The Cathedral of Girona, situated in the old quarter of the city of Girona (in Catalonia, Spain), stands as a testament to the region’s rich cultural and religious heritage. With its imposing stature, this cathedral holds the distinction of being the widest Gothic cathedral in the world, adding to its allure for history enthusiasts and aficionados of architectural marvels.
Throughout its history, the city has undergone 25 sieges and has been captured at least seven times. All these sieges and invasions have helped create Girona’s epic history, although separating legend from truth is often difficult. Much care has been taken to preserve its rich heritage, and the city has been sensibly rebuilt repeatedly. In fact, since much (or most) of the Barri Vell (the “Old Quarter”) has been properly preserved, film productions have used it as a filming location. Fans of Game of Thrones will be glad to know that much of “King’s Landing” is Girona’s medieval city.
The construction of the Girona Cathedral commenced in the 11th century and continued over several centuries – as was often the case with these constructions. The result of this prolonged process is a captivating fusion of architectural styles: elements of Romanesque, Gothic, and Baroque designs can be seen all over the church – a stunning visual representation of the evolving architectural trends throughout history.
An impressive feature that captivates visitors upon arrival is the monumental staircase, known as the Great Staircase of Girona. This grand entrance leads to the cathedral’s main façade, adorned with meticulously carved stone reliefs and sculptures.
Upon entering the cathedral, visitors are greeted by a breathtaking interior adorned with soaring arches, ornate chapels, and magnificent stained-glass windows. The nave, with its lofty vaulted ceilings and massive yet elegant columns, stands out as a testament to architectural excellence.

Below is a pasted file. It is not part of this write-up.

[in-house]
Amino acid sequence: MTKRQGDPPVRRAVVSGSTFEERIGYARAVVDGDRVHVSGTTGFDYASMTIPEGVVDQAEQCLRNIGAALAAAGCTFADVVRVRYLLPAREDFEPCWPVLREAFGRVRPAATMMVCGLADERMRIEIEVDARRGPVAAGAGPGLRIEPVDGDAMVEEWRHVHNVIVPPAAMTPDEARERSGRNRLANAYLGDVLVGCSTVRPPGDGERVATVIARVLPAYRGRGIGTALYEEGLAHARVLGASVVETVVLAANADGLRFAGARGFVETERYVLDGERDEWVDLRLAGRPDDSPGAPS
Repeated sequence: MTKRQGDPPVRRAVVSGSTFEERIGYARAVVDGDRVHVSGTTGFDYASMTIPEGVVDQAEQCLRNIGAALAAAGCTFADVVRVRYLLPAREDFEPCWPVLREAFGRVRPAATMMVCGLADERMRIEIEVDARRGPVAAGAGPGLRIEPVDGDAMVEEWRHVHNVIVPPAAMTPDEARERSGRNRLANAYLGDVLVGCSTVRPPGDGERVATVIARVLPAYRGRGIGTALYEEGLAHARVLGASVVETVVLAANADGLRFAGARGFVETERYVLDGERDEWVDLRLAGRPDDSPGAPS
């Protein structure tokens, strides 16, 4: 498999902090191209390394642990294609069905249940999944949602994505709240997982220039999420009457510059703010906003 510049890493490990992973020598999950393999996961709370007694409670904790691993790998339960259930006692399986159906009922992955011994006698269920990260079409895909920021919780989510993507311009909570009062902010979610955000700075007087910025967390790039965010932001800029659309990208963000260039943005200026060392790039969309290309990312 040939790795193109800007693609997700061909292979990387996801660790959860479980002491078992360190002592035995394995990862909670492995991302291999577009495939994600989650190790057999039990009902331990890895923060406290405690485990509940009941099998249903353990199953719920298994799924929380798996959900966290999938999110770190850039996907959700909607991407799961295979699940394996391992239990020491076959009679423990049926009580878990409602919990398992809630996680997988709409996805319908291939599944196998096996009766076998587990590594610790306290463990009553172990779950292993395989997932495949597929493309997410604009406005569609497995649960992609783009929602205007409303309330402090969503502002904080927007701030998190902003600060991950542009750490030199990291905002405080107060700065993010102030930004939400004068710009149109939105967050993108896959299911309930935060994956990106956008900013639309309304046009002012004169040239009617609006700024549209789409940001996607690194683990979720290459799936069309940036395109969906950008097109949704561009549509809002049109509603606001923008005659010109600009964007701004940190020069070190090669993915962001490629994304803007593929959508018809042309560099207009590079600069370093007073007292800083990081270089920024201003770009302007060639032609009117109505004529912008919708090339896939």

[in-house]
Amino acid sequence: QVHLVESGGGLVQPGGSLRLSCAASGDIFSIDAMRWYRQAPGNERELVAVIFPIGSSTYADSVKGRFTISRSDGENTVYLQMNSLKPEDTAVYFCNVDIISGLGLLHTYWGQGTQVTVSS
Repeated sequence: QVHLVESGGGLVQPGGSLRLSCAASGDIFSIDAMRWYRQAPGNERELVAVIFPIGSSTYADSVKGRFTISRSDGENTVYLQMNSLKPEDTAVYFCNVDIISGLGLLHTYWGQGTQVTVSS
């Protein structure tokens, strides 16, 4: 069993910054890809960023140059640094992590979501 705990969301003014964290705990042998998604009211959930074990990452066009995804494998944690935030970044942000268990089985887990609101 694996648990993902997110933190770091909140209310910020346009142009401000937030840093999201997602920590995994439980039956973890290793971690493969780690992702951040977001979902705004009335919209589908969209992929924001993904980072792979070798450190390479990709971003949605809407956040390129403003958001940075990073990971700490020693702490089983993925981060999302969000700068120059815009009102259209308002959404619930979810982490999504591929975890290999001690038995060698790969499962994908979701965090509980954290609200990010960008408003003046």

The cathedral also houses a captivating collection of religious artifacts and artwork, including the famed Tapestry of Creation – originally the baldachin for the altar of the Holy Cross in the cathedral (although some think it might have been used as a curtain, or even as a carpet), the tapestry is a Romanesque panel of needlework from the 11th century minutely embroidered with a series of theological scenes depicting the biblical cycles of Creation and (to a certain extent) Redemption.
Adding to its grandeur, the Girona Cathedral boasts a towering bell tower known as the “Torre de les Ànimes” –the Tower of the Souls. Rising to a height of 69 meters (226 feet), it offers panoramic vistas of the city and the surrounding landscape. Ascending the tower’s narrow spiral staircase is a memorable experience, rewarding visitors with a breathtaking panorama of Girona and its picturesque countryside.
Today, the Girona Cathedral remains an active place of worship. Its cultural and historical importance, combined with its stunning architecture and distinction as the widest Gothic cathedral in the world, make it an integral part of Christian European heritage.